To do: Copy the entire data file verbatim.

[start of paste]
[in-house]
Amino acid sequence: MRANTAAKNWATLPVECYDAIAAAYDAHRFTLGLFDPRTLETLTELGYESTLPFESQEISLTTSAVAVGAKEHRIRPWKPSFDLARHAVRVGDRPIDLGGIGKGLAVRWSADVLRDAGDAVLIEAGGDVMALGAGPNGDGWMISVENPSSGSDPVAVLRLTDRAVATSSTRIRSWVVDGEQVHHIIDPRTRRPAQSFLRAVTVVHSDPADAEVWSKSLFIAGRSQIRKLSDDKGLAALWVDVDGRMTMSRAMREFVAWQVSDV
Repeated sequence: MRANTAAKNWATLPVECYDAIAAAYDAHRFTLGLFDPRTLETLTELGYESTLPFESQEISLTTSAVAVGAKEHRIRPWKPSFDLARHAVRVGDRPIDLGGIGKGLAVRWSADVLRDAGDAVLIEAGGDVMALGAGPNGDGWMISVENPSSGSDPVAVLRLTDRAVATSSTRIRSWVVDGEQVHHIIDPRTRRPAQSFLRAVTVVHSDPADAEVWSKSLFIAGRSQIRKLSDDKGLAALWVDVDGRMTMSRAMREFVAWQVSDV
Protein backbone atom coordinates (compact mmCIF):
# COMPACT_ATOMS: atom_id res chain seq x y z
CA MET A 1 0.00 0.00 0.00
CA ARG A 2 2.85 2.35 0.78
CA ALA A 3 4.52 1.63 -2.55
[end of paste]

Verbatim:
[in-house]
Amino acid sequence: MRANTAAKNWATLPVECYDAIAAAYDAHRFTLGLFDPRTLETLTELGYESTLPFESQEISLTTSAVAVGAKEHRIRPWKPSFDLARHAVRVGDRPIDLGGIGKGLAVRWSADVLRDAGDAVLIEAGGDVMALGAGPNGDGWMISVENPSSGSDPVAVLRLTDRAVATSSTRIRSWVVDGEQVHHIIDPRTRRPAQSFLRAVTVVHSDPADAEVWSKSLFIAGRSQIRKLSDDKGLAALWVDVDGRMTMSRAMREFVAWQVSDV
Repeated sequence: MRANTAAKNWATLPVECYDAIAAAYDAHRFTLGLFDPRTLETLTELGYESTLPFESQEISLTTSAVAVGAKEHRIRPWKPSFDLARHAVRVGDRPIDLGGIGKGLAVRWSADVLRDAGDAVLIEAGGDVMALGAGPNGDGWMISVENPSSGSDPVAVLRLTDRAVATSSTRIRSWVVDGEQVHHIIDPRTRRPAQSFLRAVTVVHSDPADAEVWSKSLFIAGRSQIRKLSDDKGLAALWVDVDGRMTMSRAMREFVAWQVSDV
Protein backbone atom coordinates (compact mmCIF):
# COMPACT_ATOMS: atom_id res chain seq x y z
CA MET A 1 0.00 0.00 0.00
CA ARG A 2 2.85 2.35 0.78
CA ALA A 3 4.52 1.63 -2.55